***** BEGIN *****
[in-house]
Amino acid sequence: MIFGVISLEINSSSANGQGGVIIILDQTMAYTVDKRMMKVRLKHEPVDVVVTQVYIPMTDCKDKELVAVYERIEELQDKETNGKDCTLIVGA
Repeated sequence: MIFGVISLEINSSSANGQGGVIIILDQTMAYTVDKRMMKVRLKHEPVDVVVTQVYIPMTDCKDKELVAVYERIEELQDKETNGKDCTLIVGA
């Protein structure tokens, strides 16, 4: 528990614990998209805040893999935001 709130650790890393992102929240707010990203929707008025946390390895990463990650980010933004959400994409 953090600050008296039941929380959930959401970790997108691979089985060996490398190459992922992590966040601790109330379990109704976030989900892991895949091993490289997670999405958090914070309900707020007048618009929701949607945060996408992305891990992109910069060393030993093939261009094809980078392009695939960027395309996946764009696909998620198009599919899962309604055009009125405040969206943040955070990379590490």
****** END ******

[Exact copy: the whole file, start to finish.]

[in-house]
Amino acid sequence: MIFGVISLEINSSSANGQGGVIIILDQTMAYTVDKRMMKVRLKHEPVDVVVTQVYIPMTDCKDKELVAVYERIEELQDKETNGKDCTLIVGA
Repeated sequence: MIFGVISLEINSSSANGQGGVIIILDQTMAYTVDKRMMKVRLKHEPVDVVVTQVYIPMTDCKDKELVAVYERIEELQDKETNGKDCTLIVGA
């Protein structure tokens, strides 16, 4: 528990614990998209805040893999935001 709130650790890393992102929240707010990203929707008025946390390895990463990650980010933004959400994409 953090600050008296039941929380959930959401970790997108691979089985060996490398190459992922992590966040601790109330379990109704976030989900892991895949091993490289997670999405958090914070309900707020007048618009929701949607945060996408992305891990992109910069060393030993093939261009094809980078392009695939960027395309996946764009696909998620198009599919899962309604055009009125405040969206943040955070990379590490």